War photographer Don McCullin discusses the new documentary about his life
The 77-year-old photographer talks to us as he prepares to head out to Syria
The photographer Don McCullin has spent over five decades travelling the world and recording for magazines and newspapers the suffering inflicted upon ordinary people caught in civil war, conflict and humanitarian disasters. He has reported from the Middle East, South East Asia, India and South America, performing a valuable role which was described by the former Sunday Times editor Sir Harold Evans as ‘a conscience with a camera.’
Seventy-seven-year-old McCullin has travelled to London for the day from his beloved Somerset countryside, where he lives with his third wife and young son, in order to promote Jacqui and David Morris’ documentary McCullin, which revisits his remarkable career. A modest, dapperly dressed individual, he’s the complete antithesis of the gung-ho photographer you find in Hollywood films.
‘The photos of mine that you see in the film are meant to be disturbing,’ he replies when I tell him how genuinely powerful I found McCullin. ‘Those experiences don’t come cheap and I tried to be honest when I talked about how they came about in the film. I wanted to try and allow people to understand me and my work in those 90 minutes. Once I start talking about those experiences, I find it quite exhausting, because I relive them.’
The question he is always asked is what drove him throughout the decades to return time and again to such dangerous environments to take these photographs? ‘Well, firstly I didn’t like the sound of the alternative, which where I came from in Finsbury Park, was poverty, misery, ignorance and bigotry. Ever since I served as a photographer’s assistant in Egypt during my national service in the RAF in the mid-1950s, I developed a passion for photography. I don’t think it was difficult in a war situation to find victims and to take powerful photos. The hard thing was stomaching the sight of what I witnessed. Putting a camera up to things I saw sometimes felt like an indulgence, an unnecessary way of behaving.’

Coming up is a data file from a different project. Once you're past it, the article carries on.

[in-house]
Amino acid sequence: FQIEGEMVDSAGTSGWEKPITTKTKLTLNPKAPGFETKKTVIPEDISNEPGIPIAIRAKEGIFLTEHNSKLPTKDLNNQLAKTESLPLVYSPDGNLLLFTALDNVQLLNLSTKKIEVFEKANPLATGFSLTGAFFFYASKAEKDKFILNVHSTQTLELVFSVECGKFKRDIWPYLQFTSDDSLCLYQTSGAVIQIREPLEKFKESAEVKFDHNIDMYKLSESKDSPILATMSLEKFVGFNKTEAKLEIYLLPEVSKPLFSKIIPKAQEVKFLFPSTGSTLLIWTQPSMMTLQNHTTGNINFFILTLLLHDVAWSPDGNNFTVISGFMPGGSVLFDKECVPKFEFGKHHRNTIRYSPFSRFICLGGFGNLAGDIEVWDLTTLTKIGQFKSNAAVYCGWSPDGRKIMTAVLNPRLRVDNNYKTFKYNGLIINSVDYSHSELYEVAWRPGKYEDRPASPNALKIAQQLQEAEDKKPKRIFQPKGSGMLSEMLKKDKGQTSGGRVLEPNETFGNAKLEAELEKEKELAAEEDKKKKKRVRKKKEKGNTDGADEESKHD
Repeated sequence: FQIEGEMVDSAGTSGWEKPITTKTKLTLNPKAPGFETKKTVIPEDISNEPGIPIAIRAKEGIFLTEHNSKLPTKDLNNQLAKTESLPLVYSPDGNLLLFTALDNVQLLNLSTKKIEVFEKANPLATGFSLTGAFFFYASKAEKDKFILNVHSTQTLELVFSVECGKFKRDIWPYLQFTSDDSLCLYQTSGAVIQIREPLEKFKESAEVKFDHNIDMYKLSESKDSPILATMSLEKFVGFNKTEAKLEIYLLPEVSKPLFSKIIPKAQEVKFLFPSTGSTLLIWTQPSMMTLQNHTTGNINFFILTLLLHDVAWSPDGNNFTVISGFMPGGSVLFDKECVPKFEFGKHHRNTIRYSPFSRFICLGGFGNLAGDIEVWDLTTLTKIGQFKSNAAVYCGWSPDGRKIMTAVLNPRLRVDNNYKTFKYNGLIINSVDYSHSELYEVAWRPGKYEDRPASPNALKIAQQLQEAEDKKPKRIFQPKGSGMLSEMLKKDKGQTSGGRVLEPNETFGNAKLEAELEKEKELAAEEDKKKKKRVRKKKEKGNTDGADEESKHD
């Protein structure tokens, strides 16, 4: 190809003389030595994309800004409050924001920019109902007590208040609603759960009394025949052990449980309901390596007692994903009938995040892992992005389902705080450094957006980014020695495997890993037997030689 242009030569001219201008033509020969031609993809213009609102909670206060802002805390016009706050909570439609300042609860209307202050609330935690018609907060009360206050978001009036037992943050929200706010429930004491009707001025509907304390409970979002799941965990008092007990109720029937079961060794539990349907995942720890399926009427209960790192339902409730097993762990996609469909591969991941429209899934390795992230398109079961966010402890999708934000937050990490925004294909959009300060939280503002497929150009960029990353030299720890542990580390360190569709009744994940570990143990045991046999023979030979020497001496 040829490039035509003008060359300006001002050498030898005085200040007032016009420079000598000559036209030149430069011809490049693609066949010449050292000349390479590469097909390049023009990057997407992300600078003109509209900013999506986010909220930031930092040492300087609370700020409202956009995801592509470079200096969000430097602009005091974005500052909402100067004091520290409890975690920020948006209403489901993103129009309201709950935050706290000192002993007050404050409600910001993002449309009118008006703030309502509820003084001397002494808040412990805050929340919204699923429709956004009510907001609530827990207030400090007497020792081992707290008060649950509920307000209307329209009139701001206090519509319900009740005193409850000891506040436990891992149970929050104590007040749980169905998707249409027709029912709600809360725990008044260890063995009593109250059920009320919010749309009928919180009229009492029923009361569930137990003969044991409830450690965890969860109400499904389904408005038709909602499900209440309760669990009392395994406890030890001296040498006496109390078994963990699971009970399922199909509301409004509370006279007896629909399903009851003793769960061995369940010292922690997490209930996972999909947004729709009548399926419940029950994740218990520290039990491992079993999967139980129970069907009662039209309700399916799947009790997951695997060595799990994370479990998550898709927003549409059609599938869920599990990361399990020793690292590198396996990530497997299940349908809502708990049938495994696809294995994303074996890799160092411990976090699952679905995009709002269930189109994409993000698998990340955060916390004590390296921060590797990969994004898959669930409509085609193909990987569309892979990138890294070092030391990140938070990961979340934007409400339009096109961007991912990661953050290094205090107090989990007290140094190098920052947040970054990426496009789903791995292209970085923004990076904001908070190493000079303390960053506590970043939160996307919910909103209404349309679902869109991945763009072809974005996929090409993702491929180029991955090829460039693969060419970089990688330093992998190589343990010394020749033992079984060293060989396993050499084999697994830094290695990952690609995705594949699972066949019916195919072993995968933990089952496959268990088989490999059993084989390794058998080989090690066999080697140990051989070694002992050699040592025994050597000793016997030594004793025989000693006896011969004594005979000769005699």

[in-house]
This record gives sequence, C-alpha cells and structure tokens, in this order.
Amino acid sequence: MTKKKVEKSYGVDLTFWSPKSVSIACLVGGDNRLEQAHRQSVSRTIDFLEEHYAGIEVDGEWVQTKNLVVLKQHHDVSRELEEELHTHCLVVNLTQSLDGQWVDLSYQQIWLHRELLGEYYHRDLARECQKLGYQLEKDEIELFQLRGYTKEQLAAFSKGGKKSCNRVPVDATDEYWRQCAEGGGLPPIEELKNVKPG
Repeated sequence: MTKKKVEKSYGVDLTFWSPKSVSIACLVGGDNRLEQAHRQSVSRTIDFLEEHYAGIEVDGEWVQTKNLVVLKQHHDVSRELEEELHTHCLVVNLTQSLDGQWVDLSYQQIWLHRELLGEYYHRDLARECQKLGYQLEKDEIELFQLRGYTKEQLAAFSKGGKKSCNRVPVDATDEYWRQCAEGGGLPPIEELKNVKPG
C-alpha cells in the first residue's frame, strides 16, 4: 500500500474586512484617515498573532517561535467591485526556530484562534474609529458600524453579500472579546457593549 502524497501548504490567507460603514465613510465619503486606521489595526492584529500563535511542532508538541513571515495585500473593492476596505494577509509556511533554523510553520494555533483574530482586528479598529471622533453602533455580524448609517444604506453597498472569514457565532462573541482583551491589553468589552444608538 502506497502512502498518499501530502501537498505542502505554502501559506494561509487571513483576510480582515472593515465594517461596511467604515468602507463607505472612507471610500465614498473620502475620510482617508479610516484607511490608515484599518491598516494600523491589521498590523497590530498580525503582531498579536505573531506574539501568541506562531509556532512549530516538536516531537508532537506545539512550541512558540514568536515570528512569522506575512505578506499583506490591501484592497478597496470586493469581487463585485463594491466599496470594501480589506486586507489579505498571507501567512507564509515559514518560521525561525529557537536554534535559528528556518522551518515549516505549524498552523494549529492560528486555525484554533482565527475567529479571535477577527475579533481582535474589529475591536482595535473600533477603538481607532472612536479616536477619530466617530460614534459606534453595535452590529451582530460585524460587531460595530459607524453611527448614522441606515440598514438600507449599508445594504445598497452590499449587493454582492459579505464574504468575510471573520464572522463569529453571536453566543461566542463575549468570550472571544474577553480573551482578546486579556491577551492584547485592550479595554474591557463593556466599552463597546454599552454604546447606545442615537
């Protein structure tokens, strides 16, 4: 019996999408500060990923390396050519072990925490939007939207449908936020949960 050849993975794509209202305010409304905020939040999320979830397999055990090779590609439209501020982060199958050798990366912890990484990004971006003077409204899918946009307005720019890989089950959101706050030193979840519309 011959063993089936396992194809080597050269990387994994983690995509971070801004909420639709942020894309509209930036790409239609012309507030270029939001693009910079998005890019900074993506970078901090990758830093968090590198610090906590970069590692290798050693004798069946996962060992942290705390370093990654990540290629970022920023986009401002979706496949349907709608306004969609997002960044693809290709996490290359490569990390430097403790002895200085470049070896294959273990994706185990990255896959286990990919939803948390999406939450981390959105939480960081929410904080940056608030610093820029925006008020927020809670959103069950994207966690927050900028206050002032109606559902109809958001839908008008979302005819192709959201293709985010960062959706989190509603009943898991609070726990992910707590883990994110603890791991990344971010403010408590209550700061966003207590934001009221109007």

McCullin, who suffered a stroke a couple of years ago, shows no sign of completely retiring from the fray: he is preparing for an imminent work trip to Syria. He is acutely aware that, professionally speaking, his time is limited, and he resents being treated as a ‘public lending library who can always be borrowed from. Every day I get requests to come and do this and come and do that, and I receive letters from people who see war photography as a way of somehow becoming famous. I never had any interest in being a celebrity: I just wanted to be respected.’
Why then did he agree to be filmed for McCullin? ‘I really trusted Jacqui, who I’ve known for a long time, not to stitch me up. And I wanted people to see those pictures, because otherwise they will remain in boxes. The problem these days is newspapers aren’t interested in the type of photojournalism that I specialised in. I got sacked by The Sunday Times in 1982 because the new editor Andrew Neil didn’t want any more wars in the magazine – he wanted to turn it into a lifestyle supplement.’
McCullin is on selected release from Tue 1 Jan.